At 10:30 a.m., the intersection of Dundas Street and Sterling Road was a busy one.
Eight men and women, wrapped tightly in winter clothes, rushed around in the bright sunshine, wielding paint rollers and cardboard stencils. Half an hour later, three police cruisers idled on Sterling, and the unorthodox road crew was nowhere to be seen. But a few bicycles, abandoned on a roadside lawn in what had to be a hasty dispersal, were not the only evidence of the painters having been there this morning. They also left behind two new bike lanes—one northbound and one southbound—on Sterling Road, where cyclist Jenna Morrison was struck and killed by a truck in early November.
These bike lanes are more colourful than most.
“We were putting in some paint in between the lanes. It’s teal, which was Jenna Morrison’s favourite colour,” said Derek, one of the participants. (Derek, like the rest of those involved, declined to give his full name.)
“All of our modifications are still within city guidelines,” said Rosie, another of the participants. “This is kind of our proposal for what we think the intersection could, or should, look like,” she said.
Questions about the safety of the intersection do seem to have become a concern of city council in the weeks since Morrison’s death. Ana Bailão’s recommendation to review the incident in order to improve cyclist safety there was adopted early last week.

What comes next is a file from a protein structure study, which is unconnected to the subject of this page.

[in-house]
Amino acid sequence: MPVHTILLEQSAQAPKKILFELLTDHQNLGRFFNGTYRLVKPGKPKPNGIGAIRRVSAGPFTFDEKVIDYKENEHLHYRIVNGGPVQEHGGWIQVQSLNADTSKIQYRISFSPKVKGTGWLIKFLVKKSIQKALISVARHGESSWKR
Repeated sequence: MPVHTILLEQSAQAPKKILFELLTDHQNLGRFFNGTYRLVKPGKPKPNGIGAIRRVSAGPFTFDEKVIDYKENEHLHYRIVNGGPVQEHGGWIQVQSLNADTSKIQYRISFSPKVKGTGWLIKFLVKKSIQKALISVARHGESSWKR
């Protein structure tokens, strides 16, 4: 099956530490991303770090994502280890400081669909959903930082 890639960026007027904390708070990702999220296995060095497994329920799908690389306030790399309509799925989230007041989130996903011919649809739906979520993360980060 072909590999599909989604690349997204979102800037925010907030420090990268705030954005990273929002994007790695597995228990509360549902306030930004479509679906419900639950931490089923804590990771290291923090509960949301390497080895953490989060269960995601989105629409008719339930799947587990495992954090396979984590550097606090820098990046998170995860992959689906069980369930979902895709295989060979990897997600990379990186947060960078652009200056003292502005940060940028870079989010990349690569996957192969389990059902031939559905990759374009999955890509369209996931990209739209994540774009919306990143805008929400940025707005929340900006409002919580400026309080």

But for Rosie and Derek, a broader philosophical change is needed at City Hall.
“It’s a question of priorities,” Rosie said.
“The City now is not focused on pedestrian and cycling infrastructure,” Derek added. “They’re just apparently trying to get as many cars on the road and downtown as possible, and I think they’re doing an outstanding job (of that).”
Ordinarily, the Urban Repair Squad paints at night, but this project got underway at 9:00 a.m., in order to accommodate community members interested in participating. Derek, for one, was not overly concerned about operating in broad daylight.
“I really think that [Morrison’s death] is really resonating with a lot of people and I think that a lot of people would actually support what we’re doing,” he said.
But apparently, not everyone was supportive. Police arrived after a complaint was filed to 311.
By noon, the abandoned bicycles had been loaded into the trunk of a police car and hauled away. A City worker and a police officer strolled, pointing, up and down the lanes, apparently making plans for their removal.
“This isn’t that hard,” Derek said of creating bike lanes. He stood a few safe blocks away from his handiwork, a spot of teal paint—which is water-based gouache—dotting the tip of his nose. “If eight people can come out and do it in an hour and a half, then I think the City, with all of their equipment, can probably come out and do it in less time.”